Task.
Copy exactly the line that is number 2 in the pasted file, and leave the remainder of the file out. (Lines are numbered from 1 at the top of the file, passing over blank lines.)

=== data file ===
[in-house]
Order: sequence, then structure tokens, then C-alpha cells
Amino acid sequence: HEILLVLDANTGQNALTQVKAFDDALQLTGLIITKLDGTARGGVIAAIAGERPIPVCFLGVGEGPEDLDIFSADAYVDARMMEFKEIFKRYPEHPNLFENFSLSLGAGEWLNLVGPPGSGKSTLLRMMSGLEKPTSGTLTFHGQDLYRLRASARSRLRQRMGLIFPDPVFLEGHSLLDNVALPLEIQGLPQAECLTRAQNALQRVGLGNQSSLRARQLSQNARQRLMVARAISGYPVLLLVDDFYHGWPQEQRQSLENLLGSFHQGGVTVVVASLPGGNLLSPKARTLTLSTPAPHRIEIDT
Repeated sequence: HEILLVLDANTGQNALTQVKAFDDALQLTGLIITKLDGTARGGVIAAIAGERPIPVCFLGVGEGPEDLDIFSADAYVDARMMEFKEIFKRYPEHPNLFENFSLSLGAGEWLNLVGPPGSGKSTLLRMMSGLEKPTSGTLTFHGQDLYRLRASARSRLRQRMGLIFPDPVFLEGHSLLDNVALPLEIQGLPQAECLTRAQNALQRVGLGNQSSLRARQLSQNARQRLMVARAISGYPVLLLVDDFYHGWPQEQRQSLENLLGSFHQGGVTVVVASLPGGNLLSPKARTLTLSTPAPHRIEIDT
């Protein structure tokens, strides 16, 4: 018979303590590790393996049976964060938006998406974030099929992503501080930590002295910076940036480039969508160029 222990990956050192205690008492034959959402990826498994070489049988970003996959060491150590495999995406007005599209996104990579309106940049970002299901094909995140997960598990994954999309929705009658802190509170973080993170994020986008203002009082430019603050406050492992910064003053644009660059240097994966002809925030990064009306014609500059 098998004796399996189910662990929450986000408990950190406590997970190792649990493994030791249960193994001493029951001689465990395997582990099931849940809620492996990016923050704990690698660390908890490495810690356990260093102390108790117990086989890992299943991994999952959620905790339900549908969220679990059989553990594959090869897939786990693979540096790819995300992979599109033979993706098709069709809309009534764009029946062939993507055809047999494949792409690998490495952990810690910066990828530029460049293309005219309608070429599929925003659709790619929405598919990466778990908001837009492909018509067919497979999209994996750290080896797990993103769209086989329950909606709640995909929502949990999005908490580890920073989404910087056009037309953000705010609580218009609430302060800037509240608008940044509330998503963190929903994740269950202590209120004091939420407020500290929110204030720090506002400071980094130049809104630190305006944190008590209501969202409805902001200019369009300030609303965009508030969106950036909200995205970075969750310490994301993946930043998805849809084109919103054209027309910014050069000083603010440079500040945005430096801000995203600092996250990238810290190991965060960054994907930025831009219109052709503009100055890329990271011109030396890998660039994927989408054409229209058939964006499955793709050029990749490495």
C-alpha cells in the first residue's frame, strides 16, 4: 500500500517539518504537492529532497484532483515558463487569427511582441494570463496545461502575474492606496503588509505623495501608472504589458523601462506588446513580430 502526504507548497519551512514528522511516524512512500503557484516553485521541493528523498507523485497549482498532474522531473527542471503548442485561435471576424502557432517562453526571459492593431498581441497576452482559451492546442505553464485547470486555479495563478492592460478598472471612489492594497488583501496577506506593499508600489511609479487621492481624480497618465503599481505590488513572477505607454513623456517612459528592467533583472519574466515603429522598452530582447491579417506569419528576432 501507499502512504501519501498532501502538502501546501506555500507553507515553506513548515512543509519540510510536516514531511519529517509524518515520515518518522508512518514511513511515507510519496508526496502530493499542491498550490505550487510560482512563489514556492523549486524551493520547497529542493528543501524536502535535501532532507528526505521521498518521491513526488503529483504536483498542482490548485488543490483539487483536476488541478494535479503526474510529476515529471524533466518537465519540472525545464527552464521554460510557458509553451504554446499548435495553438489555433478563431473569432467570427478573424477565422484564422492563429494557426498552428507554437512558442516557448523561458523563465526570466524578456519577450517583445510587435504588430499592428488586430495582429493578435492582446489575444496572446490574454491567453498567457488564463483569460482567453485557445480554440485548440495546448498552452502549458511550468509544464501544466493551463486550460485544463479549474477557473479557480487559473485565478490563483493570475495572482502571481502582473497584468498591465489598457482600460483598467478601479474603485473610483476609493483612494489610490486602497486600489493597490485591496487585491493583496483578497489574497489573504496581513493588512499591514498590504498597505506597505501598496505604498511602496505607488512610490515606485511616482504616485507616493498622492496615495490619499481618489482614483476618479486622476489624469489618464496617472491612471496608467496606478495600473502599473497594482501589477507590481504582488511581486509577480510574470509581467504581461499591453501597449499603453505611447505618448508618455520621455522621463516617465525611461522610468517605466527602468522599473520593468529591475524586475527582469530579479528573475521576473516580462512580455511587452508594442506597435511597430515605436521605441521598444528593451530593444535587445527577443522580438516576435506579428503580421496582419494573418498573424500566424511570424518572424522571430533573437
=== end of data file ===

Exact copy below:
Order: sequence, then structure tokens, then C-alpha cells